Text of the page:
Prep Time6 hours 40 minutes
    Total Time6 hours 40 minutes
    Recipe Author Lynn April
    Servings: 30 truffles


    • 14 ounces (398g) quality white chocolate1 coarsely chopped
    • 1 Tablespoon (14g) unsalted butter softened to room temperature
    • ¾ cup (180mL) heavy cream
    • 1 teaspoon lemon extract
    • powdered sugar or sprinkles for coating2


    • Place white chocolate in a large heatproof bowl. Place the butter on top. Do not mix. Set aside.
    • Pour heavy cream into a small saucepan and heat over medium heat, whisking occasionally, until it just begins to boil. Remove from heat and whisk in the lemon extract (carefully– it will bubble up).
    • Pour the hot mixture over the white chocolate and gently stir with a wooden spoon3 in one direction. Do not stir forcefully.
    • Once the mixture is completely smooth, cover it with plastic wrap pressed to the surface of the mixture. Allow to sit at room temperature for 1 hour, then transfer to the refrigerator for at least 6 hours (I always chill mine overnight). After chilling, the ganache mixture will be smooth and soft, but still manageable by hand.
    • When you are ready to roll your truffles, line 2 large baking sheets with parchment paper or silicone baking mats. Pour powdered sugar or sprinkles into a bowl and set aside.
    • Measure desired amount of ganache based on how big you want the truffles to be (I use a melon baller, but you can also use a teaspoon measure), roll between your hands into a ball4, then roll in the sprinkles. Place on the baking sheet. Continue this process until you have used all of the ganache. Serve immediately or cover tightly and chill in the refrigerator until ready to serve.


    1. White chocolate: you must use high quality white chocolate in this recipe, and not white chocolate morsels or white melting candy, which don’t have the correct liquid ratio to make this ganache set up. My favorite brands of white chocolate bars are Ghirardelli or Lindt.
    2. Sprinkles: I like tiny non-pareils or sanding sugar for coating.
    3. Wooden spoon: it is crucial to use a wooden spoon as metal or plastic will retain heat and distribute it unevenly.
    4. Rolling truffles: I found it easiest to wipe my hands clean after making each truffle. This may sound tedious, but it helps keep things smooth and clean.
    Recipe republished with permission from Sally’s Candy Addiction
    Did you make this recipe?Mention @freshaprilflours on Instagram or tag #freshaprilflours!

    Nutrition Disclosure

    All nutritional values are approximate and provided to the reader as a courtesy. Changing ingredients and/or quantities will alter the estimated nutritional calculations.

    Serving: 1truffle | Calories: 92kcal | Carbohydrates: 8g | Protein: 1g | Fat: 6g | Saturated Fat: 4g | Polyunsaturated Fat: 0.2g | Monounsaturated Fat: 2g | Cholesterol: 10mg | Sodium: 14mg | Potassium: 43mg | Fiber: 0.03g | Sugar: 8g | Vitamin A: 91IU | Vitamin C: 0.1mg | Calcium: 30mg | Iron: 0.04mg

    Do you really love candy? Check out some of my favorite candy recipes!

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    Pumpkin Peanut Butter Pretzel Bites

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  1. My favorite candy has to be my grandmother’s chocolate “candy”. Most people call this type of sweet fudge, but she called it candy. No marshmallow fluff in this recipe, super decadent! She’s been gone more than 30 years and I still miss her!

  2. 5 stars
    Love Sally and her blog but I don’t have that cookbook! (Yet!) These truffles are everything! Such a refreshing change from chocolate truffles (which I love, don’t get me wrong).

  3. Hi Lynn, 2 questions, do you need to keep them refrigerated, here in Australia the average summer temp is 26-28 C 2nd what is the shelf life (not that I think they’ll last that long!, many thanks, M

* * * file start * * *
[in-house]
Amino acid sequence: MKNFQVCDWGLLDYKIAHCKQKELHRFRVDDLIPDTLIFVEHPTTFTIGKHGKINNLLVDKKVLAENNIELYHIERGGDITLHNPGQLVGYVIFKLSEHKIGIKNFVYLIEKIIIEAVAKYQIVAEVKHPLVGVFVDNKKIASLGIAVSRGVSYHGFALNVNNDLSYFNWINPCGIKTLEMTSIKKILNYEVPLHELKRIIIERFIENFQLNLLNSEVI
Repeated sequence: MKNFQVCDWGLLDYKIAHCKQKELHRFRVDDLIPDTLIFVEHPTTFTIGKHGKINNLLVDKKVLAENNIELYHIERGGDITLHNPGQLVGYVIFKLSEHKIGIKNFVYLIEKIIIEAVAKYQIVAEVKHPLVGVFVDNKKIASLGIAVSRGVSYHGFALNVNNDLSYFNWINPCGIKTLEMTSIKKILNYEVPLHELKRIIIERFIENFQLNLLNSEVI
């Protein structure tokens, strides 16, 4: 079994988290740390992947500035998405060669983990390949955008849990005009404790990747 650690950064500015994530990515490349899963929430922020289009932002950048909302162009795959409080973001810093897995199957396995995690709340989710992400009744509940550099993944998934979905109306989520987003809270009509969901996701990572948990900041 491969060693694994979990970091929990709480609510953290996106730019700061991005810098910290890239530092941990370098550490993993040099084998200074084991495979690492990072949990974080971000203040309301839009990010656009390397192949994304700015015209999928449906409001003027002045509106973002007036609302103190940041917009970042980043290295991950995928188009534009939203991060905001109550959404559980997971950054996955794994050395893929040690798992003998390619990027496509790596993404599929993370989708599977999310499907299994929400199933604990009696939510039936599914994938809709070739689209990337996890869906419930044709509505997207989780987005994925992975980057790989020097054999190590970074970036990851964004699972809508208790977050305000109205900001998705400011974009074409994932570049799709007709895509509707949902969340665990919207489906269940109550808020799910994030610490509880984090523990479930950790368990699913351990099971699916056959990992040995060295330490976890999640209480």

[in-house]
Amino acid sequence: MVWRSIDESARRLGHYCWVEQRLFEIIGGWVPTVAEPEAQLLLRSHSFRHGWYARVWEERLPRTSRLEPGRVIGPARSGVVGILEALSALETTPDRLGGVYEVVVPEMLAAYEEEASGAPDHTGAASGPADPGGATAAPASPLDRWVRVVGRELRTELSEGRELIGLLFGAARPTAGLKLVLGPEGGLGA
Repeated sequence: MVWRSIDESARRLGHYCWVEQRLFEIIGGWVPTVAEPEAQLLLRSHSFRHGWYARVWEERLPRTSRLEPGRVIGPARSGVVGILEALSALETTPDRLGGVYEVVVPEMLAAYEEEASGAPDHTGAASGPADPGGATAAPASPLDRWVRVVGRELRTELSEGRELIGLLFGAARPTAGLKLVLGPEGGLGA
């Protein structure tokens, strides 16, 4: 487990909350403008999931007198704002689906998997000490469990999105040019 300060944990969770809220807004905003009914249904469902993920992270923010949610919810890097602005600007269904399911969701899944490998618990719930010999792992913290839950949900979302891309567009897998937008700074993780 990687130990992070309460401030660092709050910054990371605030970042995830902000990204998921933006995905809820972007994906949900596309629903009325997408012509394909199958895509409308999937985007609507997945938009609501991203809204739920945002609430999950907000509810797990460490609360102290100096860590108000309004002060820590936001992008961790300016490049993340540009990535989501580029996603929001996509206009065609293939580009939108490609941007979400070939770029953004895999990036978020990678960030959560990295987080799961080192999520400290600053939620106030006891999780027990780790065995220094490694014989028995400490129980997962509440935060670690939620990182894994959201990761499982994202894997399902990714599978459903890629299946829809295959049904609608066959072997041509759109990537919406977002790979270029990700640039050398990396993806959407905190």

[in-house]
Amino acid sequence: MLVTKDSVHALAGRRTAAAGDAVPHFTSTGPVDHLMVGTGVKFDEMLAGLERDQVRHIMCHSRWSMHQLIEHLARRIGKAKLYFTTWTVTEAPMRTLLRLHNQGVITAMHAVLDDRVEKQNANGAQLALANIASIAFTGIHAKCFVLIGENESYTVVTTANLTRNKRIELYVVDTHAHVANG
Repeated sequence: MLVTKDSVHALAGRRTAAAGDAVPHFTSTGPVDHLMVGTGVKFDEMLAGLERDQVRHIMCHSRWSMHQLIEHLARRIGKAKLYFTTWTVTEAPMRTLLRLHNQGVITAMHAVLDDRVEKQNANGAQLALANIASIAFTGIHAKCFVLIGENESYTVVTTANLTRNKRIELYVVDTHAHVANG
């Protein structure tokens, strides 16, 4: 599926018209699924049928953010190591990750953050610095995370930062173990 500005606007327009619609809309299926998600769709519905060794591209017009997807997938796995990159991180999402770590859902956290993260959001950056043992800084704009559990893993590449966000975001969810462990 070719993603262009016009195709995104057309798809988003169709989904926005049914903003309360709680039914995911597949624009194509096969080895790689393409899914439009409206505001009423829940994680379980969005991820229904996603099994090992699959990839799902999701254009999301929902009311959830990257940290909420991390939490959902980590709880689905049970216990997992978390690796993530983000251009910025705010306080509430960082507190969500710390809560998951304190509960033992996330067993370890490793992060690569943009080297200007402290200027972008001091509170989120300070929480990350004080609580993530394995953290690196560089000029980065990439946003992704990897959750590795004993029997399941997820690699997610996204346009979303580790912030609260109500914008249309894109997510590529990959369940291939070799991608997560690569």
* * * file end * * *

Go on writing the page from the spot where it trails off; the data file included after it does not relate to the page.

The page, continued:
1. Hi, Melodie– I would probably keep them in the fridge unless they seem to hold their shape ok at room temp. Personally, I like the taste/texture of them cold better, but you can be the judge of that 🙂

  4. 5 stars
    I made the lemon truffles (used no sugar added white chocolate) for Thanksgiving, they were the hit of the party. I’m making them again for Christmas as gifts. Amazing!

  5. 5 stars
    Hi Lynn,
    I made the lemon truffles for Thanksgiving and they came out great. I made them again and they came out too soft. I couldn’t make balls out of them. I left the in the fridge 2 days instead of overnight. Could that be the reason? I followed the recipe exactly. There was one difference, first time I used higher end no sugar added white chocolate and this time I used less expensive regular whit chocolate. Your thoughts are appreciated.

    1. Hi, Nancy– I’m not sure that chilling it longer is the problem. The culprit could be the chocolate choice, though, given you had success the first time. High quality chocolate is key!

  6. I’m wanting to make these in the worst way, but I’m concerned about them tasting like Pledge smells, given that there’s only lemon flavoring in them. No zest, no juice, no lemon curd…Can you tell me if they’re tart at all?

    1. Hi, Connie– that’s a valid concern, haha. There is no actual lemon in these truffles because of the nature of the filling, which would require a TON of moisture to get a strong REAL lemon flavor from juice or zest. I assure you, they do not taste like Pledge. They are a creamy and smooth sweet lemon flavor. I hope you try them!

    1. Hi, Jessica– it’s hard to say since I wasn’t there with you, but runny ganache is typically the result of too much liquid. You can add in more melted white chocolate OR you can try freezing it, then rolling into balls, and then keeping them in the freezer if they don’t hold up in the fridge. Also, be sure you’re using high quality bar chocolate and not white chocolate chips. You’ll need actual chocolate, which contains cocoa butter. White chocolate chips contain milk which will increase the amount of liquid in your ganache. Hope that helps!

  7. 5 stars
    I’ve got a question, can I use real lemon as well? And do you have more pralines recipes of any kind? Thanks a lot, it’s a great recipe!

    1. Hi, Lotta– I would not advise using real lemon in this recipe as the addition of any extra moisture will affect the way the ganache sets up. And as far as pralines go, I have one recipe that uses pralines: a homemade praline ice cream. Enjoy!